Originally published in Creation 19, no 4 (September 1997): 33-36.
In our world today there are many bad things, and a lot of suffering and sadness. So, did God make the world like it is today, or did something happen to spoil His creation?
The Bible tells us that in the beginning God created the heaven and the earth, and that when He finished creating, ‘God looked at everything he had made, and it was very good’ (Genesis 1:31). Yet in our world today there are many bad things, and a lot of suffering and sadness. So, did God make the world like it is today, or did something happen to spoil His creation?
Evolutionists tell us life evolved over millions of years. As creatures fought and killed each other, the strong survived, and the weak perished. Some people believe that evolution was God’s method of creation. But there is no evidence for evolution from the fossils, and would God really have used this method anyway? The Bible tells us: ‘Everything the Lord does is right. With love he takes care of all he has made’ (Psalm 145:17). This doesn’t sound like the kind of God who would use a cruel, wasteful process like evolution!
So where did all the cruelty and suffering we now see in the world come from? See ‘Where the trouble began’.
The Bible tells us that in the very beginning people and animals were vegetarians. ‘God said: “I have given you all the plants … they will be food for you. I have given all the green plants to all the animals to eat. They will be food for every wild animal, every bird of the air and every small crawling animal”’ (Genesis 1:29–30). The first man, Adam, named all the animals, and in that perfect world everything lived together safely and happily.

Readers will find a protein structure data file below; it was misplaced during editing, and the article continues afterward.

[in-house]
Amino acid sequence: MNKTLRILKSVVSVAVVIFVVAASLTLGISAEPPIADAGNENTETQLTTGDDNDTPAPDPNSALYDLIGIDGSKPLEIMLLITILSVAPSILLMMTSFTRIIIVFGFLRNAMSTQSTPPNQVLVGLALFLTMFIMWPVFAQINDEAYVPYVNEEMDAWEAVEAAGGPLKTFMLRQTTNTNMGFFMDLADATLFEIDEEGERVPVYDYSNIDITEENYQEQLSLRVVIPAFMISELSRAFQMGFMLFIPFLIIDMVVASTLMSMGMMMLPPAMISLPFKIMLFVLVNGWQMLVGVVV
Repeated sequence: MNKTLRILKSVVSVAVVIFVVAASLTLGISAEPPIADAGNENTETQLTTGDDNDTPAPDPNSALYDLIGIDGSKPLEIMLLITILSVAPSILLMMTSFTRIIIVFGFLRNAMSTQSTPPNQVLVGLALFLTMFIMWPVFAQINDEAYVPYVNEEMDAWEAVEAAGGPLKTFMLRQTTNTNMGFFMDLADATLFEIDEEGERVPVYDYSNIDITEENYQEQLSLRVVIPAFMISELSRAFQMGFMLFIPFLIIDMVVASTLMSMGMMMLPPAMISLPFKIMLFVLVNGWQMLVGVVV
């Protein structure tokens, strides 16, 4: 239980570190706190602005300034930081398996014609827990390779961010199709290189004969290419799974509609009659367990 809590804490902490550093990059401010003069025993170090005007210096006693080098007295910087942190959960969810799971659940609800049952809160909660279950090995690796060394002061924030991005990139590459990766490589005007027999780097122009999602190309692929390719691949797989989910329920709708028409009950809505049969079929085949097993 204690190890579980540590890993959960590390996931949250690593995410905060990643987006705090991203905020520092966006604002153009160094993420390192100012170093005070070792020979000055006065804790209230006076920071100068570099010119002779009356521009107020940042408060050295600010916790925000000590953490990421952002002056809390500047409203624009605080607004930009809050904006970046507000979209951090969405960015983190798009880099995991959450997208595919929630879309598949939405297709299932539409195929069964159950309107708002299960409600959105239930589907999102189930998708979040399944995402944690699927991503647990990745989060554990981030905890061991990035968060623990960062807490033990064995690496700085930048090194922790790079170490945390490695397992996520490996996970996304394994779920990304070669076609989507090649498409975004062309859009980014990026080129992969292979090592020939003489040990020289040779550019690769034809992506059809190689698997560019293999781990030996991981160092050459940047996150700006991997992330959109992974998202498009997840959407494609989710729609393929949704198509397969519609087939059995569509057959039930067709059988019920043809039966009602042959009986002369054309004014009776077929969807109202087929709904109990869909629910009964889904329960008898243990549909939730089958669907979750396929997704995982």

People and animals were not afraid of one another. In the world before the great Flood, there was probably a very different climate with plenty of food for all.
Some plant-eating animals living now—including the fruit bat, silver langur monkey and panda— have sharp, strong teeth. Other animals, which now use their teeth to eat meat, may have needed them for eating plants in the beginning. We must also remember that God the Creator can see the future! He knew that Adam's sin would bring death into the world. He gave some of the animals the teeth and digestive equipment they would need to eat meat.
After the great Flood, which wiped out a lot of the plant species, God also allowed people to eat meat (Genesis 9:3).
Pandas have very sharp, strong teeth, and they are classed among the carnivores (meat-eaters). But do you know what they use those teeth for? To chew the tough stems of the bamboo plant! This proves that you cannot tell what an animal eats just by looking at its teeth.
It was a golden afternoon. Frosts had helped turn the trees to a blaze of colour. Jenny sat on the step with a sketch book trying to capture the scene—the low sun on the golden oak, green, yellow-orange horse chestnut, tan beech, deep yellow lime and paler silver-birch, with a cherry-tree flaming crimson on the lawn.
Now, a breeze was showering the leaves down, and her little cousins, Ben and Bess, raced about, trying to catch them. Then they began collecting the prettiest ones.
‘Let’s make a leaf picture,’ said Jenny. They arranged the brightest ones in a pattern on a large white card, sticking them with a dab of glue. Mum thought it was beautiful.
‘What a shame it won’t last,’ sighed Jenny.
‘Why do the leaves die?’ asked Ben.
‘To save the tree itself,’ replied Mum.
‘A real winter gale would damage that big oak—in fact, that’s why thousands of trees blew down in southern England in the great gale of October 1987. Heavy rain had made the ground soft, and the trees were in full leaf. The weight of snow would break leafy branches, too. Also, it is a waste of resources’
‘God must have made trees shed their leaves, because the trees couldn’t know the danger. Doesn’t losing their leaves hurt them?’
‘No. At the end of summer some cells at the bottom of the leaf stalk become separated. The dividing layer is called the abscission layer. Any food left in the leaf is passed back to the stem, and any waste substances pass out into the leaf. Then, a corky layer forms to protect the scar when the leaf falls.
‘In the axil of each leaf stalk is next year’s bud,’ Mum continued, ‘safely protected by thick bud scales until next spring.’